ScratchJeffersonuseThe F Line of vintage streetcars that travel along the Embarcadero and Market Street was running, so I figured that if I ran fast enough I could catch it. This is a reverse then and now looking to and away from Taylor street past the Fisherman’s Wharf Lagoon on Jefferson Street today and in 1960.

ScratchtrolleyuseHow was I to know that the motorman was going to take a ten minute brake at the stop? Oh, well, good exercise! I stood at the back of the car where the letter F is to get my pictures. You can see from the bottom photo there aren’t a lot of people heading away from the Wharf in the morning. Before long, “Clang, clang, clang, went the trolley.” and I was off, sans a high-starched collar and high-topped shoes like Judy Garland wore.

ScratchPier39useThis is where Beach Street approaches the Embarcadero today and in 1930. Notice the Eagle’s Restaurant. When Pier 39 was demolished in 1978 for the amusement center that’s there today, they decided to save the old café, which was going to be torn down for a garage, and moved it across the street to the second story of Pier 39. It’s the white peaked building in the right center of my picture.

ScratchPier17useWe’re rolling down the Embarcadero past Pier 17, where the Exploratorium is now housed. The bottom picture is Pier 17 seen from Telegraph Hill in 1957. (San Francisco Library History Center)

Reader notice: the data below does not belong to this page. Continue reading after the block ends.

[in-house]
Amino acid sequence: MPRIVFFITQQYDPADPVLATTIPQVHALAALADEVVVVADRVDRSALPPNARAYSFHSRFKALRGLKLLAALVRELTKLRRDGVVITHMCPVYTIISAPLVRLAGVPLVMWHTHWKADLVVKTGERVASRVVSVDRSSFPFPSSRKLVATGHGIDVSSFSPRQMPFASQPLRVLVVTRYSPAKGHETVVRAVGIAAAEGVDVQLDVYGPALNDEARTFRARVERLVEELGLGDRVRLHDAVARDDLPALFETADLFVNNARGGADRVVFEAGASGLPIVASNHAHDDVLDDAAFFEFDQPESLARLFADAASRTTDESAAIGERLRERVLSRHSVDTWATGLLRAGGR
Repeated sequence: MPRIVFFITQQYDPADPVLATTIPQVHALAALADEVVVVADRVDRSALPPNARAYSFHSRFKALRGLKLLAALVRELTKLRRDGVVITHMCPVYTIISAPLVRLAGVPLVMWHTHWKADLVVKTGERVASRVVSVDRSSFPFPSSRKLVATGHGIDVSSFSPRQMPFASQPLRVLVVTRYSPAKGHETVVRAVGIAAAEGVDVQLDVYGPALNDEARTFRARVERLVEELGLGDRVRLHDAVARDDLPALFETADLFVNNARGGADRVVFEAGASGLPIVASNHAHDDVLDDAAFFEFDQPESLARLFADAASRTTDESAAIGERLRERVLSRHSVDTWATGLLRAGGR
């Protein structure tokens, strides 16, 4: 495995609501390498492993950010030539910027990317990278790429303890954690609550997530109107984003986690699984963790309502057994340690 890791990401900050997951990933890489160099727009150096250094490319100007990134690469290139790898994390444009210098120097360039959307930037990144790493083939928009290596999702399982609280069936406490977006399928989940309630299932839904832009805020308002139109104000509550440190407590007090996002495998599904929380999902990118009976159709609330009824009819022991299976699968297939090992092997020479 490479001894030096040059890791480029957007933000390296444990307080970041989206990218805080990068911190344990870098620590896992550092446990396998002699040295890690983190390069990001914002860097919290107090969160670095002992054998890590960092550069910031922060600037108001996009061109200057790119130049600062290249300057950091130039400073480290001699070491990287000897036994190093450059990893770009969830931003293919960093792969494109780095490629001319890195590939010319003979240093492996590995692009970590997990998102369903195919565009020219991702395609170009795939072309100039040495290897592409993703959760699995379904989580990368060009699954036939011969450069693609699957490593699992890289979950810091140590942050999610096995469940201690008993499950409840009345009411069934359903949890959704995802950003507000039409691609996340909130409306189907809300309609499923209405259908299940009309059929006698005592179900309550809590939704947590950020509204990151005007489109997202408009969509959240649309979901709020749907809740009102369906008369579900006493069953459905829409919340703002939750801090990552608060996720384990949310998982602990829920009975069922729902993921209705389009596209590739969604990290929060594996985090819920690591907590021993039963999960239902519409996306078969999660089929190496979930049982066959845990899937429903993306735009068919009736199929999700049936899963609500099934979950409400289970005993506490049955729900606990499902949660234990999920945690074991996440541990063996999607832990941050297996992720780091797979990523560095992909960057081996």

ScratchGreenuseWe’ve passed Pier 15 and Green Street, where an organized labor strike was happening in 1937 in the bottom photo.

scratchBroadwayuseThis is where Broadway comes into the Embarcadero looking toward Telegraph Hill. The bottom picture was taken just after the 1906 Earthquake and Fire.

scratchPier1useNow we’ve passed Pier 1 as we near the Ferry Building. If we were at this spot in 1960, like in the bottom picture, we’d be directly under the Embarcadero Freeway.

ScratchFerryuseAs we rattled past the Ferry Building, something inside my subconscious mind was telling me to keep my head and arms inside the car. The bottom picture was taken in 1905. Look at all of the streetcars in front of the Ferry Building. They look like cable cars but they’re not; they only have two tracks and no middle slot.

Scratchfremontuse When we rounded the turn to Market Street I got off where Front and Fremont Streets merge into Market to head over to see the new Trans Bay Terminal, but that idea didn’t fly! “There are 894,363 people in the naked city” and every one of them decided to visit the new transportation center too, while all of the out-of-towners were at the Outside Land Concert. I’ll get around to it. The bottom photo was taken at this spot in December of 1938.

The “real” streets of San Francisco